- A CDLP is trained to recognize potential legal and tax implications with regards to mortgage financing in divorce situations.
- A CDLP is skilled in specific mortgage guidelines as they pertain to divorcing clients.
- A CDLP is able to identify potential concerns with support/maintenance structures that may conflict with mortgage financing opportunities.
- A CDLP is able to recommend financing strategies helping divorcing clients identify mortgage financing opportunities for retaining the marital home while helping to ensure the ability to achieve future financing for the departing spouse.
- A CDLP is qualified to work with divorce professionals in a collaborative setting.
- A CDLP can provide opportunities in restructuring a real estate portfolio to increase available cash flow when needed.
- A CDLP maintains a commitment to remaining educated and up to date in the ever changing industry guidelines and tax rules as they pertain to divorce situations.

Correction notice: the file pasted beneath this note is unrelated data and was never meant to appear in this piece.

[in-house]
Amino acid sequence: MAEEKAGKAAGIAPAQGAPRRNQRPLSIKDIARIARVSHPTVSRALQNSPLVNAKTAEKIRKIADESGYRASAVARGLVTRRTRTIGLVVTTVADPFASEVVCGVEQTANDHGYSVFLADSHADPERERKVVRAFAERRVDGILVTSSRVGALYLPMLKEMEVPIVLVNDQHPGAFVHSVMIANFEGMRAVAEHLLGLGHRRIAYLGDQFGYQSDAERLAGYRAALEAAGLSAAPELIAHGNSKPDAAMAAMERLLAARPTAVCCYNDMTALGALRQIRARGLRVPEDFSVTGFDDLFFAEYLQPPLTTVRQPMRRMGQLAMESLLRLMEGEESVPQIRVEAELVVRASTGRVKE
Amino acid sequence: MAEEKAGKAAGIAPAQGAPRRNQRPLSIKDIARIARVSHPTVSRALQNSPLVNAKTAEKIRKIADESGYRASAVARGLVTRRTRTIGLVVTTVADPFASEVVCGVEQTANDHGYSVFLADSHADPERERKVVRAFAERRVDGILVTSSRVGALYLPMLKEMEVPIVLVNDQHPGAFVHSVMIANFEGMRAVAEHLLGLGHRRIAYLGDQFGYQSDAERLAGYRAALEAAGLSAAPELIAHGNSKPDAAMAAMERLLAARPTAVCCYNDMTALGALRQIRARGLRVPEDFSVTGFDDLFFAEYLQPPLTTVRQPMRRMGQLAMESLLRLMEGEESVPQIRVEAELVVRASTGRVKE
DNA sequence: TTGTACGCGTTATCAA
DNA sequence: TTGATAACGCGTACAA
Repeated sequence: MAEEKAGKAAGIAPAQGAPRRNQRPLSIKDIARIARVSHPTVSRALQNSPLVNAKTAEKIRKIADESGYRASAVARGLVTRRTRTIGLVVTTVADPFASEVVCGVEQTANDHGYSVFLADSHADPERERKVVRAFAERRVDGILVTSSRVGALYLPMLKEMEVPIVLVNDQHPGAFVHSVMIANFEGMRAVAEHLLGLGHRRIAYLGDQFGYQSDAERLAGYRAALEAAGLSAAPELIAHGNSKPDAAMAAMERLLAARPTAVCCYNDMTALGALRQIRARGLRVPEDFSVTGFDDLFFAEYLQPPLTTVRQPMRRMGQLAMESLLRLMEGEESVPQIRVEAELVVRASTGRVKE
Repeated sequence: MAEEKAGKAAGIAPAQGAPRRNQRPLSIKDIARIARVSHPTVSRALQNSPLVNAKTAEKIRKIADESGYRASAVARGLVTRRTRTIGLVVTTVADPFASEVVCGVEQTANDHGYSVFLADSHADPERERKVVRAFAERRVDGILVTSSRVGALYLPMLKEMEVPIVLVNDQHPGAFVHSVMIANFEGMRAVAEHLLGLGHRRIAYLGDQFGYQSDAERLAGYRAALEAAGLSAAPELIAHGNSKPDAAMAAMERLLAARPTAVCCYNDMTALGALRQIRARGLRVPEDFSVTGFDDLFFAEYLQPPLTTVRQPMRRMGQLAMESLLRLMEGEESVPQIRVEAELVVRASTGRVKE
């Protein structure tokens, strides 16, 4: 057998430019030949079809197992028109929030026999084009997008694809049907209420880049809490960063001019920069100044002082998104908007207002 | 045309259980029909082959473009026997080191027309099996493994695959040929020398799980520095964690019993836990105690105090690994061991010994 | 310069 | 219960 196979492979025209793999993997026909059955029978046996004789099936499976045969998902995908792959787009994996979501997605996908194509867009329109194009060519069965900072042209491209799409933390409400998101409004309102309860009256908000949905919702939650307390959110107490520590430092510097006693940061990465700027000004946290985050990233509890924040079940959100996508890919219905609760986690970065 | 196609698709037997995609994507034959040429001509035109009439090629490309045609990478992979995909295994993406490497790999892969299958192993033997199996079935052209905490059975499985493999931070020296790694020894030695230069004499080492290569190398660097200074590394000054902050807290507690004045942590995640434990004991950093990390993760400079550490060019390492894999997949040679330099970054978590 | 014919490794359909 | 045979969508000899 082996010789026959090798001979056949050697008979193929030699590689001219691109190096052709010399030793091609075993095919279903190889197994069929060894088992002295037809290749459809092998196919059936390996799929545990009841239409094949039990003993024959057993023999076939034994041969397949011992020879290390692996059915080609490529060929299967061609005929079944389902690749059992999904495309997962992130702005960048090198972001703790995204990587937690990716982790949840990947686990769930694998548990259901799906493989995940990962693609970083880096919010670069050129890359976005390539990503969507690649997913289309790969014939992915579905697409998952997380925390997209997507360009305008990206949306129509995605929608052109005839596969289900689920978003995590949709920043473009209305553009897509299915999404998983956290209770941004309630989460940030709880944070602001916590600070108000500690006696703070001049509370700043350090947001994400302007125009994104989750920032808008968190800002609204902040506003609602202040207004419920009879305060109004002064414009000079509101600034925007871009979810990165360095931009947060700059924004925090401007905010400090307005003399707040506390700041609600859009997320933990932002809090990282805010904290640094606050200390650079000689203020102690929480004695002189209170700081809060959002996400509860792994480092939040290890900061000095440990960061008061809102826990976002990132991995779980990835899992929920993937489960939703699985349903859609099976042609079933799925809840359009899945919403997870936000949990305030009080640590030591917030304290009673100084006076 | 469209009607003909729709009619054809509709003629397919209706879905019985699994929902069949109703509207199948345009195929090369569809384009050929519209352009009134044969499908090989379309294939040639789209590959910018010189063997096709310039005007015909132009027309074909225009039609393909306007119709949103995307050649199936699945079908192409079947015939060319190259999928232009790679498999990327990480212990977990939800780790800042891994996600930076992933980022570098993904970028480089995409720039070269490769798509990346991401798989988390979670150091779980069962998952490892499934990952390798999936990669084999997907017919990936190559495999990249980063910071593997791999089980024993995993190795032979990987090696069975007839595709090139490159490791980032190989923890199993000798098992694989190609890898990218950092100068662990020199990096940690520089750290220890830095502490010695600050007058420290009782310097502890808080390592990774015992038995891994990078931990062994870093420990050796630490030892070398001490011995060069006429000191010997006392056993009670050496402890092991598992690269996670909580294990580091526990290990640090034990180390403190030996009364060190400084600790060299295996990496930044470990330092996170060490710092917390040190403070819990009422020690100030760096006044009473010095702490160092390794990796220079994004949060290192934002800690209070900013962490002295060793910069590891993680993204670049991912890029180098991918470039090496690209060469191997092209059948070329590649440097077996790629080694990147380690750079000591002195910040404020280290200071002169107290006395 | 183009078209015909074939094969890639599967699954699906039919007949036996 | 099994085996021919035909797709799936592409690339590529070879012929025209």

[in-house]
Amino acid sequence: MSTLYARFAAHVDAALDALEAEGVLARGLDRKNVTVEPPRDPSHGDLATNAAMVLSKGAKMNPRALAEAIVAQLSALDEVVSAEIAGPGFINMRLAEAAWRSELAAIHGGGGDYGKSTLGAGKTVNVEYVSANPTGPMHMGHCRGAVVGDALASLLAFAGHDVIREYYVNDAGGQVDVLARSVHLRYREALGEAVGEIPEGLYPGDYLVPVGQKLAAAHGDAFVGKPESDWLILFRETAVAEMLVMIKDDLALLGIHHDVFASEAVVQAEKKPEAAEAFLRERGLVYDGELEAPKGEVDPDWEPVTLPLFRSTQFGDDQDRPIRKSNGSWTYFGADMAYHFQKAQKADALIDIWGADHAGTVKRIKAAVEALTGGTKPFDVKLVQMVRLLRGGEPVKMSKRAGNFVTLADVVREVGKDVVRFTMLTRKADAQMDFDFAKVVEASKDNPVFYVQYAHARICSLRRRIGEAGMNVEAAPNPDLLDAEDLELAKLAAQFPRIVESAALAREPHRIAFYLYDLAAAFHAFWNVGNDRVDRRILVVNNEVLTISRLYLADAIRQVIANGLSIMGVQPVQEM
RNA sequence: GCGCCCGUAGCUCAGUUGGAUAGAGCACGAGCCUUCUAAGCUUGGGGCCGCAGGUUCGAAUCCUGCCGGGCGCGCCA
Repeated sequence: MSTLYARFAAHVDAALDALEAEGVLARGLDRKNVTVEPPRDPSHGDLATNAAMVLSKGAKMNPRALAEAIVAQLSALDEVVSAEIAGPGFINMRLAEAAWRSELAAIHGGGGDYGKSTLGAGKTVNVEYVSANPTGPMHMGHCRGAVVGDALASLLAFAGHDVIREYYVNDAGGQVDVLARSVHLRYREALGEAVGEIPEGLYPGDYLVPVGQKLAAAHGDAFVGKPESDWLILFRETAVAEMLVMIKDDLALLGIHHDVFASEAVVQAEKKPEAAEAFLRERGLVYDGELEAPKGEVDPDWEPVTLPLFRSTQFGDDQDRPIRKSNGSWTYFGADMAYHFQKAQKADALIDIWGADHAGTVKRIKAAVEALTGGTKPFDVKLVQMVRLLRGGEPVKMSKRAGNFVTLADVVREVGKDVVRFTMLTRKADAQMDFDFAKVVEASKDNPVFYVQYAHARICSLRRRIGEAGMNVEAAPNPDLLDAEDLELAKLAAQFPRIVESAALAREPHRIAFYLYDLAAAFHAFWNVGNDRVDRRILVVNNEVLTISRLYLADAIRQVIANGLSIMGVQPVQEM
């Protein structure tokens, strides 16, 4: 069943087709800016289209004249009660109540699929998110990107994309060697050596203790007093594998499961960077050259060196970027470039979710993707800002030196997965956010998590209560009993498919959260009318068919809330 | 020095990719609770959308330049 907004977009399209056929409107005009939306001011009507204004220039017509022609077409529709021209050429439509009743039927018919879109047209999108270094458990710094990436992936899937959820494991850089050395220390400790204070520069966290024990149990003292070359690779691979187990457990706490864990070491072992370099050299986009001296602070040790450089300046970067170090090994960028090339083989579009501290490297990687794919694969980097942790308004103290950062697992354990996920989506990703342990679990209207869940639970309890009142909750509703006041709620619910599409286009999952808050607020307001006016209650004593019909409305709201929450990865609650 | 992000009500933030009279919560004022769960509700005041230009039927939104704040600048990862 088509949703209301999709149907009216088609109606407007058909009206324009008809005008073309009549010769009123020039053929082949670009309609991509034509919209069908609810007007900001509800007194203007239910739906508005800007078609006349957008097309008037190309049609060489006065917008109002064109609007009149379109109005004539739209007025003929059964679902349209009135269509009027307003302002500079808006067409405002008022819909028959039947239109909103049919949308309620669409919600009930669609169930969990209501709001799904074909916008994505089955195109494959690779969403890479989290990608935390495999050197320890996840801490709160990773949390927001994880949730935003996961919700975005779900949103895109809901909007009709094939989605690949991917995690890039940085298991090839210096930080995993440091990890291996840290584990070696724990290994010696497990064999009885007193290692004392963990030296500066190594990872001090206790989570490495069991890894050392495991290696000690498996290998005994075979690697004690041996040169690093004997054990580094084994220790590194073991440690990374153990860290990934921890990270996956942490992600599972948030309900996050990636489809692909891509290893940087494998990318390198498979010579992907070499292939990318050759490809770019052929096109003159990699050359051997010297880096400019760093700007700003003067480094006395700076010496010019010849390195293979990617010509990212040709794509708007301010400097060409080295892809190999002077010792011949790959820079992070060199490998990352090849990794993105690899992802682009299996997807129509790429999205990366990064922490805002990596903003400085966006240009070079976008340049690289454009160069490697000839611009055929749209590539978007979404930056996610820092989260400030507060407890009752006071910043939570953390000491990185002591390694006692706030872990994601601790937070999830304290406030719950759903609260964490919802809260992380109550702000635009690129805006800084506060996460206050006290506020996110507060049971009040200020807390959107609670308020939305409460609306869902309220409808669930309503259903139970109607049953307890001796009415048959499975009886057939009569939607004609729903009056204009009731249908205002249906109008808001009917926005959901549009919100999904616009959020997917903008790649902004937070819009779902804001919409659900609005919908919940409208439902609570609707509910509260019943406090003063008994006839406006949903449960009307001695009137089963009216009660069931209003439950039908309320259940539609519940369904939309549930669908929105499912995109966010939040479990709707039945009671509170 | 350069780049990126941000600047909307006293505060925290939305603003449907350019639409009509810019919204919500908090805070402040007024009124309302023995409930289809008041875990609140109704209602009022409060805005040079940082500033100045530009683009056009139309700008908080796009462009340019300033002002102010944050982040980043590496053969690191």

- A CDLP is committed to providing a higher level of service to you and your divorcing clients.
The role of the CDLP is to help not only the divorcing client but the attorney and financial planner understand the opportunities available as well as the challenges divorce can bring to mortgage financing during and after the divorce. When the CDLP is involved during the divorce process and not after the fact, many potential financing struggles can be avoided with valuable and educated input from the Certified Divorce Lending Professional.
“Nothing matters more in winning than getting the right people on the field. All the clever strategies and advanced technologies in the world are nowhere near as effective without great people to put them to work.” – Jack Welch, Winning
Richard Woodward, NMLS 217454
Your Local, Direct, 5 Star Rated Mortgage Lender, Specialty Lending Manager
Office: (214) 945-1066
Service First Mortgage NMLS 166487
6800 Weiskopf Ave #200, McKinney, TX 75070
Licensed by the Texas Department of Savings and Mortgage Lending (SML) Mortgage Banker Registration. Service First Mortgage is an Equal Housing Lender. This is not an offer of credit or commitment to lend. Loans are subject to buyer and property qualification. Rates and fees are subject to change without notice. The views expressed on this site are those of the individual author and do not necessarily reflect the positions, strategies or opinions of Service First Mortgage or its affiliates.